St. Teresa of Avila needs no introduction. But the part of The Way of Perfection which caught my attention is her commentary on the Our Father. She is teaching her sisters about prayer and teaching about prayer must always begin with the Lord’s Prayer, the prayer which Jesus gave us. Kieran Kavanaugh, OCD, writes:

“Teresa does not try to teach us as a theologian or exegete about the meaning of the text or our nature as adopted children of God. Setting aside the effort to explain the truth seen by her as too great to be explained, she teaches through her own spontaneous prayer”.

The only way to learn to pray is to pray.

These two doctors of the Church should keep us busy for most the year. If I run out of things to say, there are always more books for the parish priest to read.

Fr. Allen

Emblem of the Syrian Orthodox Patriarchate

The Archbishop of Mosul on Civilization and ISIS

Jonathan Rogers

In a recent July 23rd interview with Memri TV, the Syriac Archbishop of Mosul, Nikodimos Daoud broke a self-imposed silence. The Archbishop had avoided speaking too loudly in previous months about the ISIS (Islamic State of Iraq and Syria) invasion of Northern Iraq, in order to try to protect the Christian population of Mosul. But by late July, there was no longer any point in keeping silence. There are no Christians left to protect in Mosul.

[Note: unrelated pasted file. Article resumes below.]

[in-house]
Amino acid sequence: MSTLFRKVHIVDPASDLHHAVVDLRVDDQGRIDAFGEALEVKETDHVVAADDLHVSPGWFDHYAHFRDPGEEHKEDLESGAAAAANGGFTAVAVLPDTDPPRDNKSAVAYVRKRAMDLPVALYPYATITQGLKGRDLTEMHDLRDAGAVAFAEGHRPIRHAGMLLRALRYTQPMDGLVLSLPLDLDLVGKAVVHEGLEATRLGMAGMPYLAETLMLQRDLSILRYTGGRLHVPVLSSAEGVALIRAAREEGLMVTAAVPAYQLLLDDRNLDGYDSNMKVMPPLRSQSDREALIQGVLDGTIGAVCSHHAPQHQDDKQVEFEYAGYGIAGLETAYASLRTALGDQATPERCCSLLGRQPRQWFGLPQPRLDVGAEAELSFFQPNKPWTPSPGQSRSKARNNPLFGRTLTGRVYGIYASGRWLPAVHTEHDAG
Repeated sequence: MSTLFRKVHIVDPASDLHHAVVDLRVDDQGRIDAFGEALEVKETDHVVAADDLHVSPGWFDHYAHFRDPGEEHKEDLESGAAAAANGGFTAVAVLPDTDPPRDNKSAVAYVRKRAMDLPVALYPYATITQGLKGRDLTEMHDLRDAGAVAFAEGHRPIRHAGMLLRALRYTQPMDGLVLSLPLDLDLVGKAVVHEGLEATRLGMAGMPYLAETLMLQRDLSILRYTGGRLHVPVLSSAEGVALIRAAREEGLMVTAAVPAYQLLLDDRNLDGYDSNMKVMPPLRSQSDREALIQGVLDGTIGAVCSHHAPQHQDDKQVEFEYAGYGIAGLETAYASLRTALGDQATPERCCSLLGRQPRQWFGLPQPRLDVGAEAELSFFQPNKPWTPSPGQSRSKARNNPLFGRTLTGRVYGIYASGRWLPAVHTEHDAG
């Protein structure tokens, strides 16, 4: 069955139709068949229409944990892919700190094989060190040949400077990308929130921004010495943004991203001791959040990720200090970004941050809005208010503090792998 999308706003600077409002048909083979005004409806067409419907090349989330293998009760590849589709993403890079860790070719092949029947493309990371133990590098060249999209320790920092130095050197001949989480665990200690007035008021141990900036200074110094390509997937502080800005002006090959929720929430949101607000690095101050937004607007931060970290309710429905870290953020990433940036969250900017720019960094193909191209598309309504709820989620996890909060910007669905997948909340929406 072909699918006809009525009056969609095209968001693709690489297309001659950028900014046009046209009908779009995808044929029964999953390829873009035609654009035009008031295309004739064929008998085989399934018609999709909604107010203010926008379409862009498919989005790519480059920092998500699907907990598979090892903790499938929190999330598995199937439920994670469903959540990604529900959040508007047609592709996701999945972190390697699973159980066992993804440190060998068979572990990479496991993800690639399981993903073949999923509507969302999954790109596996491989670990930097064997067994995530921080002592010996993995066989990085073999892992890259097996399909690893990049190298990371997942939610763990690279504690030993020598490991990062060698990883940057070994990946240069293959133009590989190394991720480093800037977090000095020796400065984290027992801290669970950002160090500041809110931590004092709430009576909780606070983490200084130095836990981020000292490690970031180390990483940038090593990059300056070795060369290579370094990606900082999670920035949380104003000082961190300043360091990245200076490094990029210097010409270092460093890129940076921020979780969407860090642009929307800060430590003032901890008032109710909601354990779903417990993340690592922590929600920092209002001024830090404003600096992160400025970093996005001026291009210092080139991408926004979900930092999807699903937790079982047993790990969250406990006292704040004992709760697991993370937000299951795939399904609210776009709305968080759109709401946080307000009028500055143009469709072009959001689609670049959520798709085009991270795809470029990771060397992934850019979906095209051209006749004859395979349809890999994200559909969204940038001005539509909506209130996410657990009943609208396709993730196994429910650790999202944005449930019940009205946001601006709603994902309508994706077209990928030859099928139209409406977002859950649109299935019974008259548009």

The Archbishop’s emotional interview details a litany of outrages all too familiar to those aware of recent events in Syria and Northwestern Iraq. Since early June, ISIS’s (or ISIL’s) rapid territorial expansion and self-declared Caliphate has brought with it a brutal terror campaign of death and persecution. Christians, Shia Muslims, and other religious minorities have faced expulsion, systematic robbery, and worse. Second-class citizenship and the Sharia-mandated Jizyah tax on “unbelievers” is the least-bad outcome in this situation. Archbishop Daoud recounts the cutting off of food rations, marking Christian homes for subsequent terrorizing, stripping Christians leaving the city of all their possessions at gunpoint, and beatings. The Mar Afram Cathedral in Mosul has been refitted with speakers and is now treated as a mosque.